Enough is enough: Men, it’s time to man up
The pounding in my chest is unbearable. My heart races as I make my way to my vehicle late at night, and my caution intensifies.
I look over my shoulder to confirm that I am not being followed. I breathe a sigh of relief as I get into my car and realize that I am safe.
This is not fear or paranoia — it is the symptomology and conditioning that I have been prescribed by society. As a woman, I am a target, and I have to take precautions to ensure my safety, even as I go about my daily life.
This is only one example of what women all over the world experience — the uncertainty that at any moment we can become a victim, maybe even in our own home.
There has recently been a heightened focus on women’s issues. Intimate partner violence, gender inequality and sex trafficking abductions have been in the spotlight due to the stories of NFL star Ray Rice abusing his future wife, Emma Watson’s incredible speech at the United Nations and the kidnappings of women by ISIS, respectively. Women all over the world are threatened by pervasive violence.
The United Nations estimates that 200 million girls are missing in the world today because of sex-selective abortions, killings and abandonment.
According to the World Health Organization, approximately 1 billion women worldwide have been beaten, coerced into sex or abused by an intimate partner.
Moreover, the United States Centers for Disease Control and Prevention reports that nearly 1 out of every 5 women have been raped.
Violence against women occurs everywhere. In fact, Houston is known as the No. 1 hub for sex trafficking. Yet our indifference and complacency are the chains that hold women in violent captivity.
We must ask why our voice is not being heard and where the men who will stand and help women make a change are. Violence towards women is not a gender issue — it is a human issue.
When women are degraded, abused, objectified and sacrificed, men are victimized, too. Men become bound to a stereotypical prison where they are not allowed to be the real men we all need them to be — men who can cry, be vulnerable, sensitive and display weakness without losing their ability to be “manly.”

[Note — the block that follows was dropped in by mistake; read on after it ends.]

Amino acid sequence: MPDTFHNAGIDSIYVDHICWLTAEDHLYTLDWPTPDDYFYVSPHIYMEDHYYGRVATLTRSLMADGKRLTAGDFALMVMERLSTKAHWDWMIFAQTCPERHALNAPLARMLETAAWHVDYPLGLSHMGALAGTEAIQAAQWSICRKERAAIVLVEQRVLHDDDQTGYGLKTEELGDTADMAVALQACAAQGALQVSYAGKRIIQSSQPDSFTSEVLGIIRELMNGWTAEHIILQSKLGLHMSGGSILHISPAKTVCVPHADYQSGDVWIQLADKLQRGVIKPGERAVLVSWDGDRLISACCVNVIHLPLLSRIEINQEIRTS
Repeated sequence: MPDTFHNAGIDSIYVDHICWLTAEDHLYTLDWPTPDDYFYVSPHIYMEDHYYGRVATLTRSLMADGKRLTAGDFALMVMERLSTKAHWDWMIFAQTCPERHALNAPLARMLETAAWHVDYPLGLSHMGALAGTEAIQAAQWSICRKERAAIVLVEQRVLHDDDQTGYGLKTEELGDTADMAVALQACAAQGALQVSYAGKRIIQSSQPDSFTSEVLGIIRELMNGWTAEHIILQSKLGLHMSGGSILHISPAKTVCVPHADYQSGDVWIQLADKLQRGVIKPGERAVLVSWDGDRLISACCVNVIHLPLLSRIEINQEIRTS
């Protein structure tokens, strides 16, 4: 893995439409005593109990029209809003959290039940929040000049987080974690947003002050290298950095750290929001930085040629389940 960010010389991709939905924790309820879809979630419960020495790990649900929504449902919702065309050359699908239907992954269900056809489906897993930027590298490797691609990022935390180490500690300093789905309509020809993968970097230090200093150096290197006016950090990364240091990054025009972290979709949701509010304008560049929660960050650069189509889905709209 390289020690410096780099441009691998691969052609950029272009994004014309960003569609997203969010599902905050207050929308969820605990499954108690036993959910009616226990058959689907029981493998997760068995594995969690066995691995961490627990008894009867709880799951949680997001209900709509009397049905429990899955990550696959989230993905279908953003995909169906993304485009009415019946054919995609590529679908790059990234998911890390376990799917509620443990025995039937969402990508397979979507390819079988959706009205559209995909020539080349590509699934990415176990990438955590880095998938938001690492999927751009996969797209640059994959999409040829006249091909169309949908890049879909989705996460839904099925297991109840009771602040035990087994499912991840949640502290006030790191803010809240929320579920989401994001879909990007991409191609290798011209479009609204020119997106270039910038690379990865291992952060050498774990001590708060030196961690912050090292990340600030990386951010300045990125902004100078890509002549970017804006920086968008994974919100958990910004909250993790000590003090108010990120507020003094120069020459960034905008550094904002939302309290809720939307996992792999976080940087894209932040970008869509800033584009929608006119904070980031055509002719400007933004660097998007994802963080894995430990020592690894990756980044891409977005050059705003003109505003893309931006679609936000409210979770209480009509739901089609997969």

Women are tired of men being boxed in to this role of superiority. We know that real men don’t have to exert their power over their wife, girlfriend or any other female. Real men can stand and fight next to women as they each embrace their own strengths without having to minimize the abilities of their counterparts.
“If there ever comes a time when the women of the world come together purely and simply for the benefit of mankind, it will be a force such as the world has never known,” said Matthew Arnold, a 19th century British philosopher.
Imagine what this force would look like if women and men united as one for something bigger than themselves.
I am calling for every man in Houston, young and old, to take a stand to break the cycle of violence against women. To be an example that exemplifies the man you were created to be and to work towards a world where we can all be safe. To create a better standard for our sons, daughters and even for ourselves.
You can begin to make a difference today, in your home, in your interactions with others and in your decision to become educated and support policies that address violence against women and promote gender equality.
Women are not targets. Women are not victims. Women and men together are the solution.
Men, it’s time to speak up and man up.
Contributing columnist Jessica Narvaez Gonzalez is a social work graduate student and may be reached at [email protected]